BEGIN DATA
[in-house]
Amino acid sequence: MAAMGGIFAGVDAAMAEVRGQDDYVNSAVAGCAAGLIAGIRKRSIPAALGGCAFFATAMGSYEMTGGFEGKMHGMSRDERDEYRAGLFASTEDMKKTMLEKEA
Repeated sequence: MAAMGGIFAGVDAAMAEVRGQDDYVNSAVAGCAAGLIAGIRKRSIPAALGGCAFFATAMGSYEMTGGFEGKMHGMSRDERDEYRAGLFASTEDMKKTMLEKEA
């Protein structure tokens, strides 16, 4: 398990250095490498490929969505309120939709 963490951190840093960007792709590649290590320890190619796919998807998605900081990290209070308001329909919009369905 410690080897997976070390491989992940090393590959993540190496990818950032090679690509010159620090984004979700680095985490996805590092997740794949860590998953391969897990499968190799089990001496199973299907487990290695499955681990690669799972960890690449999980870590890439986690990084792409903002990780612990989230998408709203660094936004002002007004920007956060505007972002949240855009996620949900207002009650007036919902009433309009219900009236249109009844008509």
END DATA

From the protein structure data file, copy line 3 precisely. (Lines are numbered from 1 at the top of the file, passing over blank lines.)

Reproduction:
Repeated sequence: MAAMGGIFAGVDAAMAEVRGQDDYVNSAVAGCAAGLIAGIRKRSIPAALGGCAFFATAMGSYEMTGGFEGKMHGMSRDERDEYRAGLFASTEDMKKTMLEKEA